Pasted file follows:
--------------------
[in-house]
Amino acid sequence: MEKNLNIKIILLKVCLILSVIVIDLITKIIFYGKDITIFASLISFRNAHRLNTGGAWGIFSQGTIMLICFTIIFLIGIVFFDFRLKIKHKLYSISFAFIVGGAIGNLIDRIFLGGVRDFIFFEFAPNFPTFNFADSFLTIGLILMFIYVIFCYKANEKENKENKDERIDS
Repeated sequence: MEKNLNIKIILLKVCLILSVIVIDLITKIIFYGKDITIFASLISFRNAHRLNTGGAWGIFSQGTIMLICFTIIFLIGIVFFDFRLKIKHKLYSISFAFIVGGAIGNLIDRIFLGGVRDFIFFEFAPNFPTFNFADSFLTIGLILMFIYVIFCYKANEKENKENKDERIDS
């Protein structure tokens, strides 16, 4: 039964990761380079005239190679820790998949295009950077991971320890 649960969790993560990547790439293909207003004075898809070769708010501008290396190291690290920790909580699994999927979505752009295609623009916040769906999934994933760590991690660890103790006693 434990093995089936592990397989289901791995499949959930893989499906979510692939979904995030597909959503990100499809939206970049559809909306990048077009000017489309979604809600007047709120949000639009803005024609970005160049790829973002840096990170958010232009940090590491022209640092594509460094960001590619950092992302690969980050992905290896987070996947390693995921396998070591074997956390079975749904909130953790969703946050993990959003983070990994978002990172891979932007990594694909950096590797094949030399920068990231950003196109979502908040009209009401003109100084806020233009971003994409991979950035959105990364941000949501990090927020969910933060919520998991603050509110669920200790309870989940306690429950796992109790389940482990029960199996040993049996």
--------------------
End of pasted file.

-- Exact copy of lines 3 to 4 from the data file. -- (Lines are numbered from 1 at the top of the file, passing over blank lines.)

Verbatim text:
Repeated sequence: MEKNLNIKIILLKVCLILSVIVIDLITKIIFYGKDITIFASLISFRNAHRLNTGGAWGIFSQGTIMLICFTIIFLIGIVFFDFRLKIKHKLYSISFAFIVGGAIGNLIDRIFLGGVRDFIFFEFAPNFPTFNFADSFLTIGLILMFIYVIFCYKANEKENKENKDERIDS
């Protein structure tokens, strides 16, 4: 039964990761380079005239190679820790998949295009950077991971320890 649960969790993560990547790439293909207003004075898809070769708010501008290396190291690290920790909580699994999927979505752009295609623009916040769906999934994933760590991690660890103790006693 434990093995089936592990397989289901791995499949959930893989499906979510692939979904995030597909959503990100499809939206970049559809909306990048077009000017489309979604809600007047709120949000639009803005024609970005160049790829973002840096990170958010232009940090590491022209640092594509460094960001590619950092992302690969980050992905290896987070996947390693995921396998070591074997956390079975749904909130953790969703946050993990959003983070990994978002990172891979932007990594694909950096590797094949030399920068990231950003196109979502908040009209009401003109100084806020233009971003994409991979950035959105990364941000949501990090927020969910933060919520998991603050509110669920200790309870989940306690429950796992109790389940482990029960199996040993049996």